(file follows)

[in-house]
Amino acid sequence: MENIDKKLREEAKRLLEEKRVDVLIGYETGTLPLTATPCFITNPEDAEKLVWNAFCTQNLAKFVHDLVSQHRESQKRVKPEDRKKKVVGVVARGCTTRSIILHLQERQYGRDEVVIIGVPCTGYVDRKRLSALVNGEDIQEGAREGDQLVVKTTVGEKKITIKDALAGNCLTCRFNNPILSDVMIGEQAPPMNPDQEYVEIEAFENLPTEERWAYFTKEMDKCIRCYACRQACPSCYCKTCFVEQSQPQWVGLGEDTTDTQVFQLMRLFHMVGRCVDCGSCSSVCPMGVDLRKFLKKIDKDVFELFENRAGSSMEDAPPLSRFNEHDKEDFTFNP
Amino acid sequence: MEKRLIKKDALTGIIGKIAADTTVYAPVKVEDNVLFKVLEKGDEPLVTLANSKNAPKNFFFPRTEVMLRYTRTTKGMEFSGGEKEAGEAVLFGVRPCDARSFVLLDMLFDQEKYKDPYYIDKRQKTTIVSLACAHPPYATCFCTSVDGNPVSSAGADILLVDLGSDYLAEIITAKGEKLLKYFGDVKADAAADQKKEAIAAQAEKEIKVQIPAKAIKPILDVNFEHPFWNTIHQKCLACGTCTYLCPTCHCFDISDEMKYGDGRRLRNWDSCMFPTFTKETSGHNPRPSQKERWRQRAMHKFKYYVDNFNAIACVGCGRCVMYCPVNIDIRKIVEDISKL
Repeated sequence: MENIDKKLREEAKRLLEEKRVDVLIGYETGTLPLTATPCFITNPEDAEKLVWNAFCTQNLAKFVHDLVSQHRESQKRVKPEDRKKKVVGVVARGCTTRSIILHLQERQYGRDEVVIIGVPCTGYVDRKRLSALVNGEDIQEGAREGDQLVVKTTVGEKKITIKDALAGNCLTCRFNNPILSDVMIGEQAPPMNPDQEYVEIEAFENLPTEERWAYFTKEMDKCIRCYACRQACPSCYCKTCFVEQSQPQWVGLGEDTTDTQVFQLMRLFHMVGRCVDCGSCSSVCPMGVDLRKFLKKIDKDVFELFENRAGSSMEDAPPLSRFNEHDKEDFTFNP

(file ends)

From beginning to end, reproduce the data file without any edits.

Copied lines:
[in-house]
Amino acid sequence: MENIDKKLREEAKRLLEEKRVDVLIGYETGTLPLTATPCFITNPEDAEKLVWNAFCTQNLAKFVHDLVSQHRESQKRVKPEDRKKKVVGVVARGCTTRSIILHLQERQYGRDEVVIIGVPCTGYVDRKRLSALVNGEDIQEGAREGDQLVVKTTVGEKKITIKDALAGNCLTCRFNNPILSDVMIGEQAPPMNPDQEYVEIEAFENLPTEERWAYFTKEMDKCIRCYACRQACPSCYCKTCFVEQSQPQWVGLGEDTTDTQVFQLMRLFHMVGRCVDCGSCSSVCPMGVDLRKFLKKIDKDVFELFENRAGSSMEDAPPLSRFNEHDKEDFTFNP
Amino acid sequence: MEKRLIKKDALTGIIGKIAADTTVYAPVKVEDNVLFKVLEKGDEPLVTLANSKNAPKNFFFPRTEVMLRYTRTTKGMEFSGGEKEAGEAVLFGVRPCDARSFVLLDMLFDQEKYKDPYYIDKRQKTTIVSLACAHPPYATCFCTSVDGNPVSSAGADILLVDLGSDYLAEIITAKGEKLLKYFGDVKADAAADQKKEAIAAQAEKEIKVQIPAKAIKPILDVNFEHPFWNTIHQKCLACGTCTYLCPTCHCFDISDEMKYGDGRRLRNWDSCMFPTFTKETSGHNPRPSQKERWRQRAMHKFKYYVDNFNAIACVGCGRCVMYCPVNIDIRKIVEDISKL
Repeated sequence: MENIDKKLREEAKRLLEEKRVDVLIGYETGTLPLTATPCFITNPEDAEKLVWNAFCTQNLAKFVHDLVSQHRESQKRVKPEDRKKKVVGVVARGCTTRSIILHLQERQYGRDEVVIIGVPCTGYVDRKRLSALVNGEDIQEGAREGDQLVVKTTVGEKKITIKDALAGNCLTCRFNNPILSDVMIGEQAPPMNPDQEYVEIEAFENLPTEERWAYFTKEMDKCIRCYACRQACPSCYCKTCFVEQSQPQWVGLGEDTTDTQVFQLMRLFHMVGRCVDCGSCSSVCPMGVDLRKFLKKIDKDVFELFENRAGSSMEDAPPLSRFNEHDKEDFTFNP